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McKinsey matrix

McKinsey matrix

McKinsey & Company Management consultancies are engaged in an intensive competitive rivalry. Not wishing to be outdone by the Boston Consulting Group (BCG) and its 2×2 Boston matrix, McKinsey built upon BCG’s pioneering portfolio management work to develop a more rigorous 3×3 matrix.

The key issues and limitations of the Boston matrix are:

  • Growth is only one of the factors that defines the economic attractiveness of a market.
  • Market share is only one factors that defines a company’s ability to compete and generate cash from a particular market.

According to McKinsey, the economic attractiveness of a market has seven key dimensions. These are:

  • Market size – the larger the market, the more attractive it is.
  • Market growth – the faster a market grows, the more attractive it is.
  • Competitive intensity – the lower the intensity of competition within a market, the more attractive it is.
  • Market profitability – the higher the margin made by the average competitor, the more attractive the market.
  • Barriers to entry – the higher the barriers to entry, the more attractive a market is
  • Cyclicity – the less sensitive a market is to the economic cycle, the more attractive it is.
  • Risk – the lower the risk associated with operating in a particular market, the more attractive it is i.e. Canada and Germany both compare favourably to Syria and Zimbabwe.

A company’s ability to compete effectively in and generate cash from a market has five dimensions. These are:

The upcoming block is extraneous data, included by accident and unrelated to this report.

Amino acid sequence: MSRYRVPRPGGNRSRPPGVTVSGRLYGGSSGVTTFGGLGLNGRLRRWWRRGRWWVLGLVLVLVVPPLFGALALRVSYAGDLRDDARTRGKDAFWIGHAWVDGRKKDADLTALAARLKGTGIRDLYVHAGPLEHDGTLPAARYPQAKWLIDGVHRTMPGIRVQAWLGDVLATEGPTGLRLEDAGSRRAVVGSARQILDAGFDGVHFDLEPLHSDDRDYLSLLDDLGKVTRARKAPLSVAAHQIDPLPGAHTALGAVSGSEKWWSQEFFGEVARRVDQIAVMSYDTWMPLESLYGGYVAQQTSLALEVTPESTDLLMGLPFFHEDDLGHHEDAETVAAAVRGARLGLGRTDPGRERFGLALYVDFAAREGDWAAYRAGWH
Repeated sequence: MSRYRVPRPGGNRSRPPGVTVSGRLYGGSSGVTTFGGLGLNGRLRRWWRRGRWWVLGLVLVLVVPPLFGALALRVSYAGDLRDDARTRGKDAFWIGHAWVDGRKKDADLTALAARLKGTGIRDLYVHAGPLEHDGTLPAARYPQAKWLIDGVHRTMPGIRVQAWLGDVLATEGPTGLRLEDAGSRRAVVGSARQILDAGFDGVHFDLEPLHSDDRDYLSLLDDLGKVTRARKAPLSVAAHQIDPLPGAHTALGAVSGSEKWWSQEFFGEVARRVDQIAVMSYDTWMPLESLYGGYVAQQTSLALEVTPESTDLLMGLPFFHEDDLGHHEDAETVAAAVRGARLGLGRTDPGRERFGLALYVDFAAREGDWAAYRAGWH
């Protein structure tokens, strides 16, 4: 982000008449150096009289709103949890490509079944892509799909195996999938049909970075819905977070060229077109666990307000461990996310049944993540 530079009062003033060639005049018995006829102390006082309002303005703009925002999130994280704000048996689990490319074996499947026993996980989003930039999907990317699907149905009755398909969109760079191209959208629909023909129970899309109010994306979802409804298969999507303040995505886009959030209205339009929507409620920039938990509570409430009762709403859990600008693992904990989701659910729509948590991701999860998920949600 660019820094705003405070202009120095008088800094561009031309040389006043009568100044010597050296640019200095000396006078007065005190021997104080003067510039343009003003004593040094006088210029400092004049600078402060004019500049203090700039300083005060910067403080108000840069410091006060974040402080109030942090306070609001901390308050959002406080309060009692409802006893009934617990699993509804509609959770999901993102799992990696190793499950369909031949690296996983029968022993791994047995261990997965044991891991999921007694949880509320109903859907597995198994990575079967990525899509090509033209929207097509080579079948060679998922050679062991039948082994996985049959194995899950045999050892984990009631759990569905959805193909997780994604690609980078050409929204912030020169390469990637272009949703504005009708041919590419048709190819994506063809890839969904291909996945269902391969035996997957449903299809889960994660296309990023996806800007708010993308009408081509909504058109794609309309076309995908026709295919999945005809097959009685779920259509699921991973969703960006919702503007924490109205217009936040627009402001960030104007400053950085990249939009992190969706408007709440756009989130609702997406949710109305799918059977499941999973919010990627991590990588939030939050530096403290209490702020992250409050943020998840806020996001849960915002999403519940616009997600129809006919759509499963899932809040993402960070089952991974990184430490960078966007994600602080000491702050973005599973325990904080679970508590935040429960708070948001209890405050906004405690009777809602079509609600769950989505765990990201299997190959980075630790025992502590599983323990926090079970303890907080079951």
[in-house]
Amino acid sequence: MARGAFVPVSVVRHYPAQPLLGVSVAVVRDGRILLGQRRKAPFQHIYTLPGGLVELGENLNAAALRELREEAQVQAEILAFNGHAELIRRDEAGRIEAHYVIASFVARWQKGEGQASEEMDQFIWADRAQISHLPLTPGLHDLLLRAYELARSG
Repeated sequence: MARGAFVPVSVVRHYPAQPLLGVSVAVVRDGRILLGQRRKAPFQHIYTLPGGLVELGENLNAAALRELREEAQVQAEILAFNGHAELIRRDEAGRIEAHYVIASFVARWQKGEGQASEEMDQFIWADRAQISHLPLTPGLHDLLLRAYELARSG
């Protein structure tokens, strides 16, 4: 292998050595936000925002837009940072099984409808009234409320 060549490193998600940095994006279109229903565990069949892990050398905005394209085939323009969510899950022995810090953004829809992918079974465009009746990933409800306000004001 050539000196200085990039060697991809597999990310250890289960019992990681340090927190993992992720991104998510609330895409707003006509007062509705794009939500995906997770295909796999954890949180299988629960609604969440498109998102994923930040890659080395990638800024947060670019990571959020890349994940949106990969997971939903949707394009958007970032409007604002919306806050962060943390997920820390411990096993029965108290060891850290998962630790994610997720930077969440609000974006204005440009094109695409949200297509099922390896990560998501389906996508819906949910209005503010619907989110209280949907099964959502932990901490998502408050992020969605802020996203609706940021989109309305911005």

• Market share – the higher the market share, the greater the company’s ability to compete.
  • Scale within portfolio – the more important a product or service or trade channel or geographical territory is to a company, the more time and effort it will devote to this particular part of its business operation, and thus is better equipped to compete. In contrast, tail end activities always struggle for internal attention.
  • Margin % – the higher the margin from a particular activity, the greater the head space to fund investment in sales and marketing activities and thus the greater the scope to compete effectively.
  • Relevant differentiation – the more differentiated a company’s offering relative to the competitive set, the greater the ability to compete subject to this differentiation being relevant and motivating to the core target market customer.
  • Ability to serve – the more effective a company is at serving and satisfying its core target market customer, the greater its ability to compete.

As with the Boston matrix, the various constituent parts of a company’s portfolio are mapped onto a matrix of market attractiveness versus competitive position (i.e. ability to compete). There are then three key outcomes for each of the individual components of a company’s portfolio depending on its position on the matrix. These are:

  • Invest for growth – similar to BCG’s Stars
  • Maintain – similar to BCG’s Cash Cows
  • Harvest or divest – similar to BCG’s Dogs

Empirical studies show that ability to compete is a much more important factor influencing value creation than market attractiveness. This means it is often much better to have a strong competitive position in a less attractive market than a weak competitive position in a fast growing market.

The challenge facing every company is to balance the need to generate cash in the near term with the need to generate cash in the future, and there is always a trade off between the two.

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Please call Paul New on 020 8390 9972 or 07790 501225 or send a message.

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